Monthly Archives: November 2012

Review: Into the Mirror, at King St Theatre

Into the mirror at King St Theatre

By Erica Brennan

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Into the mirror is a two act play that draws its story from the halting attempts to build and maintain intimate relationships by Tyler who is in the final stage of transition from her former female identity, Sally.

The story line is fast paced and jam packed with relationship triangles and beautiful quirky characters. With enough interwoven narrative arcs to make it seem like it could fill its own tv series.

Writer Shelly Wall has a solid grasp of her subjects and subject matter, and the staging is simple, direct and effective; not a beat missed. The only thing letting it down was odd scene changes where stage hands were brought into perform simple set changes. It felt like the creative team hadn’t quite factored them into the flow of the show. Although as mentioned before, the production overall gave me the feel of a TV series and I actually had a good time pretending that the black outs were add breaks, adding to the episodic feel of the play.

The casting was great, all working together at an equally high level, and all seemed finely tuned to their characters. A lot of care and love resulting in a captivating performance.

In fact all round a lot of love and care and good sense. I was lucky enough to see the show with the person who inspired the story and sensing their overwhelming response to the show made me feel very privileged to have come on the night I did.

Catch Into the Mirror if you love human centred drama and want to see a group of actors working at their best.

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Review: The Venetian Twins, presented by New Theatre.

Aussie larrikin meets Carnevale in New Theatre’s The Venetian Twins

by Tiffany Hoy

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An Australian musical based on an 18th century Goldoni classic? I really didn’t know what to expect, but The Venetian Twins is a playful comedy full of mistaken identity, jealous lovers, plenty of slapstick and even a nipple twist (or two).

Identical twins, Tonino and Zanetto, have been separated since birth and are as different as can be – one a Venetian gentleman, the other a country bogan. When each rock up at the same town (somewhere between Verona and Goondiwindi), to meet their respective girlfriends, chaos ensues.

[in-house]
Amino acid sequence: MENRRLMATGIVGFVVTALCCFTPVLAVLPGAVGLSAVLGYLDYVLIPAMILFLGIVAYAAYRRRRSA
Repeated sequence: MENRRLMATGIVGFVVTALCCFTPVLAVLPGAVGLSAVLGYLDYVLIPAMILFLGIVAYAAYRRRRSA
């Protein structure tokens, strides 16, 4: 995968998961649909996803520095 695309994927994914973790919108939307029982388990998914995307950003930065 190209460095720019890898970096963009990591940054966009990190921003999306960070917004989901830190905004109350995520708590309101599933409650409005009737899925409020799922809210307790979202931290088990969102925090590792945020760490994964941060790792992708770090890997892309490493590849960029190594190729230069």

Wine is turned into VB, bananas appear from some surprising places, and commedia is interrupted by good old Aussie slang.

Nick Enright and Terence Clarke’s libretto provides plenty of opportunities for laughs, and with director Mackenzie Steele at the healm, New Theatre’s production does not miss a trick.
The action is driven by mistaken identity and the machinations of would-be suitors – with some very funny songs throughout, sending up various musical styles.

White faces, stock characters and the odd Plague Doctor mask pay homage to commedia dell’arte traditions, on a set that recalls a travelling show with hessian sackcloth and a diamond-patterned drop. Low lights are used to great effect, as are giant picture frames and burnished mirrors, whisked about the stage for quick reveals and clever scene-setting. Set designer Sean Minahan and costume designer Alice Morgan have created a striking world in which the actors run riot.

And do they ever!

The cast as a whole are a very talented, well-oiled team, as you’d expect from the New Theatre, with impressive professional credits to everyone’s name. The script gives a lot of room to romp, and there’s no holding them back from the farce.

Jay James-Moody does admirable double duty as both twins, Tonino and Zanetto, with playful renditions of each character (he had me thinking there were two different actors till interval – der!).
In slinks Pancrazio, the villain of the piece, played by Dean Vince. Tall, bald and with a painted white face, Vince’s Pancrazio is a marvellous sort of diabolical cabaret Lord Voldemort – well worth seeing! Vince had the audience gleefully hissing back in his number, Hiss the Villain, with sly banter and slick dance moves.

Marisa Berzins as Beatrice, Tonino’s empassioned lover, steals the show with her fabulous soprano voice and hilarious scenes involving wind machines and rose petals that brought the house down.
Arlecchino and sassy Columbina (Zac Jardine and Debra Bryan) are a mischievous pair, Stephan Anderson makes a suave Florindo, with designs of his own, and Andy Johnston as the dandy Lelio keeps Rosina (Meagan Caratti) on her toes. And The Judge (Peter Flett) is not so holier-than-thou as he pretends…

The band does an impressive job of swapping between various musical styles – cabaret, operetta, Aussie folk song – and their moments of interaction with the cast are a highlight.
All in all, it’s a great night of fun – go see it! And get a seat down the front, as the venue lacks a little in mic support, and you won’t want to miss a single hilarious moment.

The Venetian Twins is showing at the New Theatre in Newtown, 13 November – 15 December. Click here for tickets and theatre information.

Review: The Cranston Cup FInal

by Emily Elise

Theatre Sports, Enmore Theatre 24th November 2012.